presence or absence of such posters was not our sole consideration in 
determining whether Hungary has sufficiently mitigated the risk that 
contaminated products will enter Hungary in passenger baggage. As we 
did for Slovakia, we evaluated the physical and technological 
infrastructure of the BIPs, the number of inspectors stationed at BIPs 
and other border crossings, the degree to which these inspectors have 
been trained to inspect personal baggage, the volume of passenger 
baggage entering the country, the number of random and targeted luggage 
searches, and the reporting and monitoring requirements governing these 
inspections that have been imposed by the veterinary authority for 
Hungary. Collectively, the results of these evaluations led us to 
conclude that the risk that contaminated products will enter Hungary in 
passenger baggage is sufficiently mitigated.
    The same commenter pointed out that, in our evaluation of Slovakia, 
we noted that the majority of swine holdings in the country are small, 
and that biosecurity on those farms is somewhat lacking in comparison 
to biosecurity standards at larger, commercially maintained premises 
within the country. The commenter further pointed out that we conceded 
that these swine have more of a risk of exposure to CSF, SVD, FMD, and 
rinderpest, and that the primary mitigation we cited was the lack of 
movement of swine from these facilities or the movement only for custom 
slaughter. The commenter suggested that access to a lucrative market 
such as the United States could change these production practices, and 
increase the likelihood that such producers will instead choose to 
export their swine. The commenter suggested that this, in turn, could 
increase the risk that swine or pork products contaminated with CSF, 
SVD, FMD, or rinderpest virus could be imported to the United States 
from Slovakia. Accordingly, the commenter requested that we prepare a 
new evaluation that takes this possible change in marketing practices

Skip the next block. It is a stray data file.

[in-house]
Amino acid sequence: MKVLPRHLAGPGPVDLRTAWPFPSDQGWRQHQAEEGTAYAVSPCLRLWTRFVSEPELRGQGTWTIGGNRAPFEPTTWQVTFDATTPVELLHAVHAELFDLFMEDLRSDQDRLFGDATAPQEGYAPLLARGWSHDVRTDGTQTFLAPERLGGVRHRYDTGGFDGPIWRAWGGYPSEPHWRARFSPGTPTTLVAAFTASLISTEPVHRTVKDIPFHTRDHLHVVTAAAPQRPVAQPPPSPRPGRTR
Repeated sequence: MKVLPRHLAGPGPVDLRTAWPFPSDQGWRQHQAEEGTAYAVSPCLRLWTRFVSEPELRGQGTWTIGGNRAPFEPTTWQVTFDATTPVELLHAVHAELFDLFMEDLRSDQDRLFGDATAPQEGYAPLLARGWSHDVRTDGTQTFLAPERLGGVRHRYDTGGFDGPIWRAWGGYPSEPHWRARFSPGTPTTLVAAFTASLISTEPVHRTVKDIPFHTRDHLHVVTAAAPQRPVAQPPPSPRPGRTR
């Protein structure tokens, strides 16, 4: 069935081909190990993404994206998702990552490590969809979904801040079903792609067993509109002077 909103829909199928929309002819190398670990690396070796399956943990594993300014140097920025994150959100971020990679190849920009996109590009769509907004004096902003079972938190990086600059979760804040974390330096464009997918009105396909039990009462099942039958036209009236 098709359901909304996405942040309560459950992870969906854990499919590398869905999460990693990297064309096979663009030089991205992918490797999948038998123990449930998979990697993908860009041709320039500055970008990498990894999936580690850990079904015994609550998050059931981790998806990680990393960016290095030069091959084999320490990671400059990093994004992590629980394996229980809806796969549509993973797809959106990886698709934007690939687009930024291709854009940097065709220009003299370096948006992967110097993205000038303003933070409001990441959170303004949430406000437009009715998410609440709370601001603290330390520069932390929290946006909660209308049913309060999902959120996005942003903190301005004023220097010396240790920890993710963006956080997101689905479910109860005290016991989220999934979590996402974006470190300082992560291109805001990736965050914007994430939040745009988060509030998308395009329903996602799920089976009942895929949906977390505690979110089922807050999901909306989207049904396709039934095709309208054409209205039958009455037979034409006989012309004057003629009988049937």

into consideration.
    We do not consider a new evaluation to be necessary. Such producers 
have had access to foreign markets within the EU and throughout the 
world for an extended period of time, and have not changed their 
marketing practices. Moreover, even if these marketing practices were 
to change in the manner suggested by the commenter, all such animals 
and animal products would still be subject to EC regulations and U.S. 
import requirements, which we consider to be effective in mitigating 
the risk of importation of affected swine and/or contaminated products 
into the United States.

Comment Regarding the Removal of the 40-Day Post-Collection Holding 
Period for Swine Semen Imported From the APHIS-Defined EU CSF Region

    As noted above, we proposed to remove one of the conditions for the 
importation of swine semen from the APHIS-defined EU CSF region, which 
required, with limited exceptions, that before swine semen may be 
exported to the United States, the semen and donor boars be held at the 
semen collection center for at least 40 days following collection of 
the semen, and that the donor boars, along with all other swine at the 
semen collection center, exhibit no clinical signs of CSF. We proposed 
to remove this requirement on the grounds that, since we established 
the requirement, the EC has modified its regulations to strengthen 
controls for CSF introduction or dissemination via infected germplasm, 
and we have strengthened our own regulations governing the importation 
of swine semen from a CSF-affected region. We also noted that the 
majority of swine semen used for artificial insemination is less than 5 
days old and the current prohibition, therefore, was burdensome to 
exporters and inhibited trade.
    One commenter stated that, in the event of an outbreak of CSF, it 
often takes several days to conduct an epidemiological investigation. 
The commenter stated that, if we were to remove the requirement, there 
is a possibility that swine semen contaminated with CSF virus could be 
imported into the United States and used to inseminate domestic sows 
before the scope of the outbreak is delineated and a prohibition on the 
importation of swine semen from the affected country into the United